Justice campaigners and critics of the world's largest water bottler—including Rep. Rashida Tlaib—plan to join a digital event on Thursday to "stand with communities across North America demanding that Nestlé return six of its most controversial water sources to their rightful owners: the people."
The Virtual Rally to Reclaim Nestlé's Troubled Waters will be streamed on Facebook and YouTube by the California-based Story of Stuff Project, a movement that began with a 2007 online documentary that "unleashed a torrent of pent-up demand for honest conversation about our consumption-crazed culture."
The 7:00 pm ET rally will feature Tlaib (D-Mich.) as a speaker and musical guests. In March 2020, Tlaib and Rep. Harley Rouda (D-Calif.), then vice chair and chair of the House Committee on Oversight and Reform's Subcommittee on Environment, launched an investigation into the bottled water industry's practices.
"The subcommittee is concerned that Nestlé is taking a critical public resource from communities in need without equitably reinvesting in those communities and ensuring long-term environmental sustainability," Tlaib and Rouda wrote in a letter (pdf) requesting information and documents from Nestlé Waters North America.
At the time, a statement from Tlaib's office noted that the company has "financially benefited from low-cost or no-cost permits from communities across the United States as well as the federal government. For example, Nestlé customarily pays approximately $200 per facility to extract groundwater from Michigan cities and communities."
— The Story of Stuff Project (@storyofstuff) March 10, 2021
Nestlé S.A., a Swiss multinational, announced in February a $4.3 billion agreement—set to be finalized this spring—to sell Nestlé Waters North America to a pair of private equity firms, One Rock Capital Partners and Metropoulos & Co. Nestlé's water brands include Arrowhead, Deer Park, Ice Mountain, Ozarka, Poland Spring, and Zephyrhills.
The Story of Stuff Project responded to Nestlé's planned sale in a joint statement with groups across the continent—Our Santa Fe River in Florida, Michigan Citizens for Water Conservation, Unbottle & Protect Chaffee County in Colorado, Community Water Justice in Maine, and Wellington Water Watchers in Ontario, Canada.
The announcement of the sale agreement "reveals the stark choices our communities and nations face to ensure real water security in the future for all life," the groups said. "Of greatest concern, this sale will continue the corporate control of water. The combination of decades of pollution, depletion of aquifers, and effects of climate change make clean water scarcer."
"Tragically this combination of public risk and private greed creates the conditions where Wall Street seeks to transform water from being the source of life to a source of private wealth," the statement continued. "Now is the time for real leadership, now is the time to end the bottling of water for profit."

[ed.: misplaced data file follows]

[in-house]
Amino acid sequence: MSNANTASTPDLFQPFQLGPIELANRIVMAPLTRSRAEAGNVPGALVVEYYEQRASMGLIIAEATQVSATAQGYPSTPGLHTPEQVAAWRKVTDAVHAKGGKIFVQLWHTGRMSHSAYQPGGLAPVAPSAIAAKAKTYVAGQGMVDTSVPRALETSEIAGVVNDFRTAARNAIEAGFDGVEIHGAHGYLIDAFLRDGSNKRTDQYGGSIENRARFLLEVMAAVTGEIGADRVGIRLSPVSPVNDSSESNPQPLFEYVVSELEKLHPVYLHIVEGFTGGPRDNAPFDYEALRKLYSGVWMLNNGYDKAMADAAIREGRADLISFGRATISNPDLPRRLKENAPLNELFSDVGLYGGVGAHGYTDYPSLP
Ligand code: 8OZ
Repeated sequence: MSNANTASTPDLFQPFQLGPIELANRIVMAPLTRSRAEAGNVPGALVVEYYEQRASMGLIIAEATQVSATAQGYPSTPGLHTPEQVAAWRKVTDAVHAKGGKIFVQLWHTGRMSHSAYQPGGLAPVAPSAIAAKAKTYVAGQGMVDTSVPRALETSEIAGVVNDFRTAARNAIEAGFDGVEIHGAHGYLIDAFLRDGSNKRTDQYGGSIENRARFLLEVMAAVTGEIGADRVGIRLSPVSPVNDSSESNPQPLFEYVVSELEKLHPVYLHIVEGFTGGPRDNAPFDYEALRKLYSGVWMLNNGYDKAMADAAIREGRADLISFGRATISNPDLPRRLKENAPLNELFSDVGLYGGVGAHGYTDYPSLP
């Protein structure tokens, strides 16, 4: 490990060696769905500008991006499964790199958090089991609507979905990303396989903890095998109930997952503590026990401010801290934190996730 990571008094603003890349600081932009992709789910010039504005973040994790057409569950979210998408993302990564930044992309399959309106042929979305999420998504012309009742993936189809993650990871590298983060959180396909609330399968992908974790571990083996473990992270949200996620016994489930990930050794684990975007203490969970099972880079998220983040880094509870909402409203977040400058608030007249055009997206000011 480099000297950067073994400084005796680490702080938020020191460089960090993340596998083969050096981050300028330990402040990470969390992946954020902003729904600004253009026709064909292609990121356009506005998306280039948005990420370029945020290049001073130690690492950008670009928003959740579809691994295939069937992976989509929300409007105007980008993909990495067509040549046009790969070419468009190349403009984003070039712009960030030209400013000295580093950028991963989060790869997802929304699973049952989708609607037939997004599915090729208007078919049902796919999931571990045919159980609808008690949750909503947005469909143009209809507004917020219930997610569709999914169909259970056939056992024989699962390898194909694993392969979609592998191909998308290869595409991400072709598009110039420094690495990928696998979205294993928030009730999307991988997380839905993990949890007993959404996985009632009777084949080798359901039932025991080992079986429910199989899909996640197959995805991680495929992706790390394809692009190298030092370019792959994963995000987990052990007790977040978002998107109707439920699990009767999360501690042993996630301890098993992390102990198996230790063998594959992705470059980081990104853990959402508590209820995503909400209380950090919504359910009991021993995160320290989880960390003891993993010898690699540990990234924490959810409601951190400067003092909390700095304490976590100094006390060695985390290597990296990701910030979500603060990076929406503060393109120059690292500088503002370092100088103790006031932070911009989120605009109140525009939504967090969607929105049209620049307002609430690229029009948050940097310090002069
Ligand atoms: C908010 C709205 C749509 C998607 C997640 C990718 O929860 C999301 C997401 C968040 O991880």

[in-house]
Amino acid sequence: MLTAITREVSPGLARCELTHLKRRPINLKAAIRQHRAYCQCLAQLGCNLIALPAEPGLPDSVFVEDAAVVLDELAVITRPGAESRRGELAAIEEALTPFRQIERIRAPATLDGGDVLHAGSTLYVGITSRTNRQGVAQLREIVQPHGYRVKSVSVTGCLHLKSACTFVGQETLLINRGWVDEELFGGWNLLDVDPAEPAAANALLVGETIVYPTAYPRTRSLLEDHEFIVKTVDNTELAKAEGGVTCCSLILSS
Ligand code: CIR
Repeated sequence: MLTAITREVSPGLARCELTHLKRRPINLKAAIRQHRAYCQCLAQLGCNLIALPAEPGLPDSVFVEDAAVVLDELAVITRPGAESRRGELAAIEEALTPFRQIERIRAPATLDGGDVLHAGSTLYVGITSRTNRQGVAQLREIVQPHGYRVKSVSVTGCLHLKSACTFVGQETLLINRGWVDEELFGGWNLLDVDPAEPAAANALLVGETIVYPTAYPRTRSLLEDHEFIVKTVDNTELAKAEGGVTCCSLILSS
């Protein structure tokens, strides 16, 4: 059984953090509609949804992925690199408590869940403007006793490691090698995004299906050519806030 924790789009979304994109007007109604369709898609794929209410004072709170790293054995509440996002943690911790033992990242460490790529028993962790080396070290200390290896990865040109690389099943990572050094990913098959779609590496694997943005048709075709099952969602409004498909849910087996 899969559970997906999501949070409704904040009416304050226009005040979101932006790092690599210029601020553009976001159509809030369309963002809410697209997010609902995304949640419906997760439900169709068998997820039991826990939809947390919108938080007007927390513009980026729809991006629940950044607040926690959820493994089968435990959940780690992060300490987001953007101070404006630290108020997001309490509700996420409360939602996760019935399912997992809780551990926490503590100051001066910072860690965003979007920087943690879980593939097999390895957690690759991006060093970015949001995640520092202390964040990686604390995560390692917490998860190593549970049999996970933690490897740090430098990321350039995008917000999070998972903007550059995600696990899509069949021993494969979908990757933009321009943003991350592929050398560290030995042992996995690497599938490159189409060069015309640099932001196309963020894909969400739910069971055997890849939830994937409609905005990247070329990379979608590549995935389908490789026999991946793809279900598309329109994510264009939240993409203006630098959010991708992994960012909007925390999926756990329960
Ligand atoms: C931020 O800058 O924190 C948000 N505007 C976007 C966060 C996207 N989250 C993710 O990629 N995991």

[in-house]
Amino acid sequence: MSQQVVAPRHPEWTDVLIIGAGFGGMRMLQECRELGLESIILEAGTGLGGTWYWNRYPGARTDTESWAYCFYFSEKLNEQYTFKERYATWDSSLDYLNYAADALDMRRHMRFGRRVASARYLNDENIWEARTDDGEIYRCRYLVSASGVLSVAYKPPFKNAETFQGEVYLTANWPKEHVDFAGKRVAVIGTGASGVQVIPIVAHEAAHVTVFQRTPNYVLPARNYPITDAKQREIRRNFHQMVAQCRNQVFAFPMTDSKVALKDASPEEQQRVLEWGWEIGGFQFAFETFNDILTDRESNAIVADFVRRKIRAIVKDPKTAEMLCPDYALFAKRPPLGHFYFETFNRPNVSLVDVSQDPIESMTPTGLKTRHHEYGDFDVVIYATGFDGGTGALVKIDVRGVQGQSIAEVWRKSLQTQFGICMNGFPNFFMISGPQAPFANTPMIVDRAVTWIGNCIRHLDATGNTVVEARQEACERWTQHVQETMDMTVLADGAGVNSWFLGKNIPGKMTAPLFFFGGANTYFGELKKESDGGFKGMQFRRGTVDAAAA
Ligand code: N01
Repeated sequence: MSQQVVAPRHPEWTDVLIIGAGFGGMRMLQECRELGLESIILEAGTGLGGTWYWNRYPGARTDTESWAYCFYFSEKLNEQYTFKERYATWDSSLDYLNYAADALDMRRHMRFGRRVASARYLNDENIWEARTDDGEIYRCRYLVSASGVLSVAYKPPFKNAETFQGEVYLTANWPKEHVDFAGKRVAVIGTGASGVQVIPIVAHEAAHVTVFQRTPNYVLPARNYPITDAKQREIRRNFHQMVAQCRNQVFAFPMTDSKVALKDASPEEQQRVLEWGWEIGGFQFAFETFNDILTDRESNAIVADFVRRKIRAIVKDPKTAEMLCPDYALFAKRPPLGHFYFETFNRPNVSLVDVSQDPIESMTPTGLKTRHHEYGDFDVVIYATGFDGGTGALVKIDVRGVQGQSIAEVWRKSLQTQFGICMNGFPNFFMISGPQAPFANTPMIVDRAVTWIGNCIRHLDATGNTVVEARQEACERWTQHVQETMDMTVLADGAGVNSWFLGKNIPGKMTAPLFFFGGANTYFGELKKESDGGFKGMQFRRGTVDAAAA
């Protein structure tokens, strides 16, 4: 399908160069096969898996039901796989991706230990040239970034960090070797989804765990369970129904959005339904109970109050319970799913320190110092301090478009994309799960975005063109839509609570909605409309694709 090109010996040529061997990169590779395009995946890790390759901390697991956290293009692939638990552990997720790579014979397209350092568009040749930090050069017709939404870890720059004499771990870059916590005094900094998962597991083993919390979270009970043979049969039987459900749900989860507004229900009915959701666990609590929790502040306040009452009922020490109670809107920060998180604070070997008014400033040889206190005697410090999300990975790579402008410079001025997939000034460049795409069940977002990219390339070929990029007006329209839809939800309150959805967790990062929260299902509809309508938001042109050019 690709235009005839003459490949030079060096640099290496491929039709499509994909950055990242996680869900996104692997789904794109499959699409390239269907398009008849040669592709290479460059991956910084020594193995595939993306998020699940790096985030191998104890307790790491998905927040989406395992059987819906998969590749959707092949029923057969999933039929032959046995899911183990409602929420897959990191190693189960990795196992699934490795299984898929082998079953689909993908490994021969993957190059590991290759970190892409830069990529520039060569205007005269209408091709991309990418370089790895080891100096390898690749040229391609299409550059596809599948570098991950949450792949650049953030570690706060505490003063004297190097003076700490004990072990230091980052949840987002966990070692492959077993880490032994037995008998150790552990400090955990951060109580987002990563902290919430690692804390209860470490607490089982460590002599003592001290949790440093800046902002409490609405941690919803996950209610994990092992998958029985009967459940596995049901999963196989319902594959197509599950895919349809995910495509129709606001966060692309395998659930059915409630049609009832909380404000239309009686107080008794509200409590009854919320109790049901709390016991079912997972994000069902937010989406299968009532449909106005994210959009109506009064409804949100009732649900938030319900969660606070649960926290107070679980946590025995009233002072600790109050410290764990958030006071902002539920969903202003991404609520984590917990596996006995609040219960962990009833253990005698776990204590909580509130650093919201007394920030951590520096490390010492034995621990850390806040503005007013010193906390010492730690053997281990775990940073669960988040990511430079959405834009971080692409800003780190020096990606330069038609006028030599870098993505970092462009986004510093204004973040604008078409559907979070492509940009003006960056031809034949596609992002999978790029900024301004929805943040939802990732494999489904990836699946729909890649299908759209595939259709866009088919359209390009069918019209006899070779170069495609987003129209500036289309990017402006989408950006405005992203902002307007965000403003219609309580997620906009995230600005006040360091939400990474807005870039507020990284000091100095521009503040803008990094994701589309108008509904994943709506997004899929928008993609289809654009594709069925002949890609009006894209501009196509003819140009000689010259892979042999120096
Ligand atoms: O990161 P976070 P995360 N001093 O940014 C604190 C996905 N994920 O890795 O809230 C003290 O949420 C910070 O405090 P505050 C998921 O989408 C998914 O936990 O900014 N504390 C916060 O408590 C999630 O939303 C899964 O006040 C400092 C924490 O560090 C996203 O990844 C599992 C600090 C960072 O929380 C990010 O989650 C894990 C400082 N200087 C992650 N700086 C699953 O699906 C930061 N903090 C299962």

In November 2020, the organizations had delivered a joint letter signed by over 100,000 people across North America to Nestlé's Swiss corporate headquarters. The letter focused on six operations the groups called "emblematic of Nestlé's broader, unethical approach to water extraction" and pressured the company "to divest these assets prior to any sale of your bulk bottled water brands."
The targeted operations are:
- The Arrowhead complex in the San Bernardino National Forest, California (Arrowhead brand);
- The Ruby Mountain Springs complex in Chaffee County, Colorado (Arrowhead brand);
- The White Pine Springs complex near Evart, Michigan (Ice Mountain brand);
- The Ginnie Springs complex near High Springs, Florida (Zephyrhills brand);
- The Aberfoyle complex of Nestle Waters Canada in Wellington County, Ontario (Pure Life brand); and
- The Evergreen Springs in Fryeburg, Oxford County, Maine, (Poland Springs).
"We request that when the rights to these waters are privately owned, you revert those rights to the public trust, including through direct transfer to a park or other publicly controlled institution, to Indigenous peoples on whose treaty lands Nestlé operates, or through the creation of a conservation easement," the letter said.
"Where access to waters is publicly granted, we request that you cease water extraction at these sites and abandon these permits and any associated rights," the letter added. "In all cases, it is critical that the company engage directly and meaningfully with local stakeholders, including Indigenous peoples, about the ultimate disposition of these waters."
Ahead of Thursday's rally, Community Water Justice co-founder Nickie Sekera of Fryeburg told The Conway Daily Sun that "communities across the continent are now calling for Nestlé's existing contracts to end, and for local stewardship over the groundwater."
Sekera praised Tlaib for listening to her constituents and expressed hope that Maine's federal and state officials will "finally" engage on the issue, adding that "it's past due that our elected leaders work toward stronger water protections for the people and environment and not for water privatizers such as Nestlé or One Rock."